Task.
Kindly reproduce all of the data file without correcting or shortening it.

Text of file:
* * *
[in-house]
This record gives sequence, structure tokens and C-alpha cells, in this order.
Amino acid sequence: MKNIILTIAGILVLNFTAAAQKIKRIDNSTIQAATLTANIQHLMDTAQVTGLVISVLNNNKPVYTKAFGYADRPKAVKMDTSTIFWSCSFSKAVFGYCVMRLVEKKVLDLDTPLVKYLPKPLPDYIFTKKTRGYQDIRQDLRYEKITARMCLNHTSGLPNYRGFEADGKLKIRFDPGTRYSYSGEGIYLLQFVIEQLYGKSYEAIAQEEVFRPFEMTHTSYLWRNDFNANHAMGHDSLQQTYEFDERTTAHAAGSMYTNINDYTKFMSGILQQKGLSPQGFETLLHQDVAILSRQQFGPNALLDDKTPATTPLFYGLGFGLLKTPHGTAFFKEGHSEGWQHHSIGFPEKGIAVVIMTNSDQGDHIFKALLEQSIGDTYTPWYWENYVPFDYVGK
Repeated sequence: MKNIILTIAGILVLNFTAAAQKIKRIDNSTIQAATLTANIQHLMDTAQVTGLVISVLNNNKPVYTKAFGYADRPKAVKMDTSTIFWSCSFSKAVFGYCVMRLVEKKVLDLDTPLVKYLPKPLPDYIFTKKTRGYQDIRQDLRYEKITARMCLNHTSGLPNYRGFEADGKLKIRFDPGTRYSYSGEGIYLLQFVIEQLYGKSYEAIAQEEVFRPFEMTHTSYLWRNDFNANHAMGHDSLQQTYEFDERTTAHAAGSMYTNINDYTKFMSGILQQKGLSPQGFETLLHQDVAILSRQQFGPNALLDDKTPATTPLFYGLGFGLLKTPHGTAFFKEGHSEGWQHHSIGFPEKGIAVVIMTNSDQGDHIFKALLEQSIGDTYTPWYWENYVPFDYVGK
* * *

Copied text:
[in-house]
This record gives sequence, structure tokens and C-alpha cells, in this order.
Amino acid sequence: MKNIILTIAGILVLNFTAAAQKIKRIDNSTIQAATLTANIQHLMDTAQVTGLVISVLNNNKPVYTKAFGYADRPKAVKMDTSTIFWSCSFSKAVFGYCVMRLVEKKVLDLDTPLVKYLPKPLPDYIFTKKTRGYQDIRQDLRYEKITARMCLNHTSGLPNYRGFEADGKLKIRFDPGTRYSYSGEGIYLLQFVIEQLYGKSYEAIAQEEVFRPFEMTHTSYLWRNDFNANHAMGHDSLQQTYEFDERTTAHAAGSMYTNINDYTKFMSGILQQKGLSPQGFETLLHQDVAILSRQQFGPNALLDDKTPATTPLFYGLGFGLLKTPHGTAFFKEGHSEGWQHHSIGFPEKGIAVVIMTNSDQGDHIFKALLEQSIGDTYTPWYWENYVPFDYVGK
Repeated sequence: MKNIILTIAGILVLNFTAAAQKIKRIDNSTIQAATLTANIQHLMDTAQVTGLVISVLNNNKPVYTKAFGYADRPKAVKMDTSTIFWSCSFSKAVFGYCVMRLVEKKVLDLDTPLVKYLPKPLPDYIFTKKTRGYQDIRQDLRYEKITARMCLNHTSGLPNYRGFEADGKLKIRFDPGTRYSYSGEGIYLLQFVIEQLYGKSYEAIAQEEVFRPFEMTHTSYLWRNDFNANHAMGHDSLQQTYEFDERTTAHAAGSMYTNINDYTKFMSGILQQKGLSPQGFETLLHQDVAILSRQQFGPNALLDDKTPATTPLFYGLGFGLLKTPHGTAFFKEGHSEGWQHHSIGFPEKGIAVVIMTNSDQGDHIFKALLEQSIGDTYTPWYWENYVPFDYVGK